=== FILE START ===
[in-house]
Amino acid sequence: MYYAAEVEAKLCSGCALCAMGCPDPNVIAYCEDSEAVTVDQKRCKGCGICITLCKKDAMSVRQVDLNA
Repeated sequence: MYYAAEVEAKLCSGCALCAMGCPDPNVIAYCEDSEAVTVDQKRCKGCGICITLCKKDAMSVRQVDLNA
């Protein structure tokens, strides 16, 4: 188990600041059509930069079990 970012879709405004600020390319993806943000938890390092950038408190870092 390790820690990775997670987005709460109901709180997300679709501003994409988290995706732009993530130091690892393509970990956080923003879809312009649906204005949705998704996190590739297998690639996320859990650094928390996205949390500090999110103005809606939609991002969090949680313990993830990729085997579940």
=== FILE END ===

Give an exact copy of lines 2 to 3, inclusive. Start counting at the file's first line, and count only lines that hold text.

Amino acid sequence: MYYAAEVEAKLCSGCALCAMGCPDPNVIAYCEDSEAVTVDQKRCKGCGICITLCKKDAMSVRQVDLNA
Repeated sequence: MYYAAEVEAKLCSGCALCAMGCPDPNVIAYCEDSEAVTVDQKRCKGCGICITLCKKDAMSVRQVDLNA